Organization: Kimberly-Clark and Zero, the Project to End Prostate Cancer
Campaign: The Depend Campaign to End Prostate Cancer
PR team: In-house and Taylor
Launch: June 15
Prostate cancer affects one in every six men, with 192,000 males expected to be diagnosed with the disease this year in the US alone. Kimberly-Clark, which makes Depend products that help cope with incontinence – a symptom often related to prostate cancer – is conducting an effort to reach middle-aged and older men with a health-related cause campaign. It aims to raise awareness about the disease while also making men more comfortable talking about a difficult subject.
“Naturally, this is something we needed to think about as a brand and company, not just because of the tie-in with the brand, but because of the impact that it is having on men in this category,” said Blake Boulden, marketing brand manager at Kimberly-Clark.
In conjunction with Taylor and nonprofit Zero, the Project to End Prostate Cancer, Kimberly-Clark called on top former athletes who could make men feel more at ease. The organizations sought athletes who have ties to the disease, such as cancer survivor and former baseball star Ken Griffey, Sr., and golfer Jim Colbert.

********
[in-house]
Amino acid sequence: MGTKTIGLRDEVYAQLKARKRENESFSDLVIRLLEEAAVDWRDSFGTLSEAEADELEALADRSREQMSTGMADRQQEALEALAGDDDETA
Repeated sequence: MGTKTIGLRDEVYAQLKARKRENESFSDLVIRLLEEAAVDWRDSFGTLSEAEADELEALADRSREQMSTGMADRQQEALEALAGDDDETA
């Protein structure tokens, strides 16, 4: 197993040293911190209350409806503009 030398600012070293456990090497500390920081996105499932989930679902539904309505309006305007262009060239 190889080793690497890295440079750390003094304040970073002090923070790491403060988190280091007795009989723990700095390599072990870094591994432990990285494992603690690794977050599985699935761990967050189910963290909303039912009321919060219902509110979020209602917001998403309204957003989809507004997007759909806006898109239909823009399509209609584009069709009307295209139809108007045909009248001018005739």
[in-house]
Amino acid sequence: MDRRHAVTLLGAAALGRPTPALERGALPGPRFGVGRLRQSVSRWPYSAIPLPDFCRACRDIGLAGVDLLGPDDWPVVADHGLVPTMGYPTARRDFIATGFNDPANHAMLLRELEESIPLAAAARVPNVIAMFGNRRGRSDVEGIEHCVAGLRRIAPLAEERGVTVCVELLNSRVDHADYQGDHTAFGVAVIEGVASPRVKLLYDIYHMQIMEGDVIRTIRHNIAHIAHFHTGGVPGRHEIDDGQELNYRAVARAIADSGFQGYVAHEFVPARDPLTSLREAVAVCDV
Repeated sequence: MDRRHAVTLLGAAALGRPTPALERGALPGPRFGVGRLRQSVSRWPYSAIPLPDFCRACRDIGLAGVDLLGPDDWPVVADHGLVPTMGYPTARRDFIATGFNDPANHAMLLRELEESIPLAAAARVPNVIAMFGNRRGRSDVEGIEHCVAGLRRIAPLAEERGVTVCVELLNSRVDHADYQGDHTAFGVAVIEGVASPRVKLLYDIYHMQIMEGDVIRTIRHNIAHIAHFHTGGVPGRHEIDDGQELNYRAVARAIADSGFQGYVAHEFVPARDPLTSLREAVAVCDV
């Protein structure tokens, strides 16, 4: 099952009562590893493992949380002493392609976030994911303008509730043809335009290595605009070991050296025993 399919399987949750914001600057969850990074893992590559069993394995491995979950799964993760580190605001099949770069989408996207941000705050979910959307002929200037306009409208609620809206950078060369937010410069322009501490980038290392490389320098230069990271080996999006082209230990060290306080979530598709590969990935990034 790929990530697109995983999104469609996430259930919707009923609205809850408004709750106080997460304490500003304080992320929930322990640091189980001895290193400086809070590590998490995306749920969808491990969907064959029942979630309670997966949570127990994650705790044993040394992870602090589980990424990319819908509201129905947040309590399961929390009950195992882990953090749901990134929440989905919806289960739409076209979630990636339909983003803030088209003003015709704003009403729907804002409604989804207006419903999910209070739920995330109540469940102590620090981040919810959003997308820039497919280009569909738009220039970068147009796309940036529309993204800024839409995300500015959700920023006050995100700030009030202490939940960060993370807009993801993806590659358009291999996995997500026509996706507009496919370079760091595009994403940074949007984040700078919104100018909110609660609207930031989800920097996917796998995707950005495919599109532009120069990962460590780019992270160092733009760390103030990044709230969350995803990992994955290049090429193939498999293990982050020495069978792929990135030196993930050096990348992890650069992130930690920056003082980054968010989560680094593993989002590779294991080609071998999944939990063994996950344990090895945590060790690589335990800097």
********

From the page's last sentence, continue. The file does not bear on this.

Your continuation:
“What is most important is that men who are going through the illness, unfortunately, can relate to men going through it or who have gone through it,” said Ryan Mucatel, managing partner at Taylor.
The groups will leverage major events, including Father's Day, the Major League Baseball All-Star Game, and the US Open golf tournament, to bolster outreach to consumer and men's magazines throughout the summer. The celebrity spokesmen will take part in interviews, recalling their own experiences as cancer survivors.
Kimberly-Clark also launched a microsite with information about the disease and places men can get tested. “It's about making this a comfortable conversation,” added Boulden.
Kimberly-Clark will measure Web site traffic and the overall value of its earned media placements using a media prominence index. The company is also measuring market share and sales growth during the campaign. Zero has a goal of testing its 100,000th man for prostate cancer this year via this and other campaigns, according to Katie Gorscak, director of communications at Zero.